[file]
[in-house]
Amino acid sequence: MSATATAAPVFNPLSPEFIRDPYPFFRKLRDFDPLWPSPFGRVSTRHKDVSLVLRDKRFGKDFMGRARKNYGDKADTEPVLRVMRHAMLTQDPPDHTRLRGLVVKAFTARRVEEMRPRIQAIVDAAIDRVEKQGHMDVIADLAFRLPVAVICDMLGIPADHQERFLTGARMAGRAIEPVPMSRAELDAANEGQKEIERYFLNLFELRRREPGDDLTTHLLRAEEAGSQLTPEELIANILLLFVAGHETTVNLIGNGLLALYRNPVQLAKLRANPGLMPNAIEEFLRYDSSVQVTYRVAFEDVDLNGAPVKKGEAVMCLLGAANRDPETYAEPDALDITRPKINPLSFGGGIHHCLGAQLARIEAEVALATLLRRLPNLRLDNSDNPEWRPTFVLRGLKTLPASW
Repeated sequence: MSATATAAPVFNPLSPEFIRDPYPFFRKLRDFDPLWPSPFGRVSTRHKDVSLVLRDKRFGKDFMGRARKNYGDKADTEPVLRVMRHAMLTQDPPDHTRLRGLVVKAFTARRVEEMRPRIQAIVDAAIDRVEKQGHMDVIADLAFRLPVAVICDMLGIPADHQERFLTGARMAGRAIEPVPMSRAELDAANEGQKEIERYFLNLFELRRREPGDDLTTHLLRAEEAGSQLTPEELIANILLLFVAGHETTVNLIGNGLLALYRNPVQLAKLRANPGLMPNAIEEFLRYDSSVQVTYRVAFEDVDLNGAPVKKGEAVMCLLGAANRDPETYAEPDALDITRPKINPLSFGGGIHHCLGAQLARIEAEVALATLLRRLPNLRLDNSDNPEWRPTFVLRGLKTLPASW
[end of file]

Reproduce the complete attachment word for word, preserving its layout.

[in-house]
Amino acid sequence: MSATATAAPVFNPLSPEFIRDPYPFFRKLRDFDPLWPSPFGRVSTRHKDVSLVLRDKRFGKDFMGRARKNYGDKADTEPVLRVMRHAMLTQDPPDHTRLRGLVVKAFTARRVEEMRPRIQAIVDAAIDRVEKQGHMDVIADLAFRLPVAVICDMLGIPADHQERFLTGARMAGRAIEPVPMSRAELDAANEGQKEIERYFLNLFELRRREPGDDLTTHLLRAEEAGSQLTPEELIANILLLFVAGHETTVNLIGNGLLALYRNPVQLAKLRANPGLMPNAIEEFLRYDSSVQVTYRVAFEDVDLNGAPVKKGEAVMCLLGAANRDPETYAEPDALDITRPKINPLSFGGGIHHCLGAQLARIEAEVALATLLRRLPNLRLDNSDNPEWRPTFVLRGLKTLPASW
Repeated sequence: MSATATAAPVFNPLSPEFIRDPYPFFRKLRDFDPLWPSPFGRVSTRHKDVSLVLRDKRFGKDFMGRARKNYGDKADTEPVLRVMRHAMLTQDPPDHTRLRGLVVKAFTARRVEEMRPRIQAIVDAAIDRVEKQGHMDVIADLAFRLPVAVICDMLGIPADHQERFLTGARMAGRAIEPVPMSRAELDAANEGQKEIERYFLNLFELRRREPGDDLTTHLLRAEEAGSQLTPEELIANILLLFVAGHETTVNLIGNGLLALYRNPVQLAKLRANPGLMPNAIEEFLRYDSSVQVTYRVAFEDVDLNGAPVKKGEAVMCLLGAANRDPETYAEPDALDITRPKINPLSFGGGIHHCLGAQLARIEAEVALATLLRRLPNLRLDNSDNPEWRPTFVLRGLKTLPASW